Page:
Background: Static stretching (SS) can impair performance and increase range of motion of a non-exercised or non-stretched muscle, respectively. An underdeveloped research area is the effect of unilateral stretching on non-local force output. Objective: The objective of this review was to describe the effects of unilateral SS on contralateral, non-stretched, muscle force and identify gaps in the literature. Methods: A systematic literature search following preferred reporting items for systematic review and meta-analyses Protocols guidelines was performed according to prescribed inclusion and exclusion criteria. Weighted means and ranges highlighted the non-local force output response to unilateral stretching. The physiotherapy evidence database scale was used to assess study risk of bias and methodological quality. Results: Unilateral stretching protocols from six studies involved 6.3 ± 2 repetitions of 36.3 ± 7.4 s with 19.3 ± 5.7 s recovery between stretches. The mean stretch-induced force deficits exhibited small magnitude effect sizes for both the stretched (−6.7 ± 7.1%, d = −0.35: 0.01 to −1.8) and contralateral, non-stretched, muscles (−4.0 ± 4.9%, d = , 0.22: 0.08 to 1.1). Control measures exhibited trivial deficits. Conclusion: The limited literature examining non-local effects of prolonged SS revealed that both the stretched and contralateral, non-stretched, limbs of young adults demonstrate small magnitude force deficits. However, the frequency of studies with these effects were similar with three measures demonstrating deficits, and four measures showing trivial changes. These results highlight the possible global (non-local) effects of prolonged SS. Further research should investigate effects of lower intensity stretching, upper versus lower body stretching, different age groups, incorporate full warm-ups, and identify predominant mechanisms among others.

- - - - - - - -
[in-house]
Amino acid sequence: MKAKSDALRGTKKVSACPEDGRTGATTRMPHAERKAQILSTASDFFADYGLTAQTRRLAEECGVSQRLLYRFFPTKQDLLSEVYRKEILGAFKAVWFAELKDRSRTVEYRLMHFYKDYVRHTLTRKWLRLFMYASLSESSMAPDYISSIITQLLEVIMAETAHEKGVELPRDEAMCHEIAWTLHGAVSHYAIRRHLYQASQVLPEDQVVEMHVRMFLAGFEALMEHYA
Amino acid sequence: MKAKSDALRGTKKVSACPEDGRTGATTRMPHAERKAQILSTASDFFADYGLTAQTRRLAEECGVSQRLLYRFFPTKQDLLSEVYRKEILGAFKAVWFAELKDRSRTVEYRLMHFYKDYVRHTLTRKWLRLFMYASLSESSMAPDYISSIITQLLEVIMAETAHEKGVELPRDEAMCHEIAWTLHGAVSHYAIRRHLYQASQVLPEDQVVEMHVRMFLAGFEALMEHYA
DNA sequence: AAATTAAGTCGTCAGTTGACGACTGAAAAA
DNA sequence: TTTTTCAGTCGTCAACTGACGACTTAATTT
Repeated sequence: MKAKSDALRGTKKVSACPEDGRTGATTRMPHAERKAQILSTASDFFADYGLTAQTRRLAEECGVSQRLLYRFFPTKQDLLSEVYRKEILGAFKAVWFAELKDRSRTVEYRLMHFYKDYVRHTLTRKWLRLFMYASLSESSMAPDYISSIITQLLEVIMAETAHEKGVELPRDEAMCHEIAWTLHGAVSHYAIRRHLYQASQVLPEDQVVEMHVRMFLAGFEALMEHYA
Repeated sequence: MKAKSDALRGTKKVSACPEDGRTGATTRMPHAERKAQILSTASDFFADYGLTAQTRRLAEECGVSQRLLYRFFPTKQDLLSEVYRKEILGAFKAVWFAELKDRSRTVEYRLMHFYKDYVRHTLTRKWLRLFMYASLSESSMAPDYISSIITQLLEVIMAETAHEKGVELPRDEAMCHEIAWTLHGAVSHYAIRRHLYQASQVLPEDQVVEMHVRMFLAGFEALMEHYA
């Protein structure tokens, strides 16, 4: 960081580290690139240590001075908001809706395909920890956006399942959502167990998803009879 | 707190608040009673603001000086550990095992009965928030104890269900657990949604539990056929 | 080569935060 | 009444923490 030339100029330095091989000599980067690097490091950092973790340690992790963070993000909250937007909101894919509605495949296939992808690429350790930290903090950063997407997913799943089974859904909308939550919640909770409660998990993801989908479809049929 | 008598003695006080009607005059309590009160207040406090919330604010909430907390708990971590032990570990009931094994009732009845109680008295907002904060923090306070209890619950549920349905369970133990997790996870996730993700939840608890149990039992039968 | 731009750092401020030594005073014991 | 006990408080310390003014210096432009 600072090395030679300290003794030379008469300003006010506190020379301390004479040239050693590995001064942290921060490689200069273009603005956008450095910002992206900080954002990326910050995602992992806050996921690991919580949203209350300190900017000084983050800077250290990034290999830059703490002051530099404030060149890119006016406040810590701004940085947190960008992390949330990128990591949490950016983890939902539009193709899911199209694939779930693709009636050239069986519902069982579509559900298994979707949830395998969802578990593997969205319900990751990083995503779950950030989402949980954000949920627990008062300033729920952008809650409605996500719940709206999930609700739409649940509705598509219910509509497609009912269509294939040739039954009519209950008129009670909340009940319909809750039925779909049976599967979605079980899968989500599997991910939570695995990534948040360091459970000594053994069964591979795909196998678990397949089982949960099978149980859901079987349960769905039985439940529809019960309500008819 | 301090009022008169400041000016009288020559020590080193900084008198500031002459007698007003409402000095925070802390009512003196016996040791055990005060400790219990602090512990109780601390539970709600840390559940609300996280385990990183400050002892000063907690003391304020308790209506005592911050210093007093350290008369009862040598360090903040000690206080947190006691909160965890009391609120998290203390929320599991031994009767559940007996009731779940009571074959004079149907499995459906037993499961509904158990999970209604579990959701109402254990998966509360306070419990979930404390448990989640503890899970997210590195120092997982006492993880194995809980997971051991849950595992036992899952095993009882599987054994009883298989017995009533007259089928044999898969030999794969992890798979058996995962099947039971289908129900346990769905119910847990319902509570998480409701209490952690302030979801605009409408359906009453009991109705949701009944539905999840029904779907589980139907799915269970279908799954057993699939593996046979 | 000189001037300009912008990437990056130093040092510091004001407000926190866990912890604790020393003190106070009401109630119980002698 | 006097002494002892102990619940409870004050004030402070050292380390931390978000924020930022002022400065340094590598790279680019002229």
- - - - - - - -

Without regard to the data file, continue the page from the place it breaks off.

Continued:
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- Neural inhibition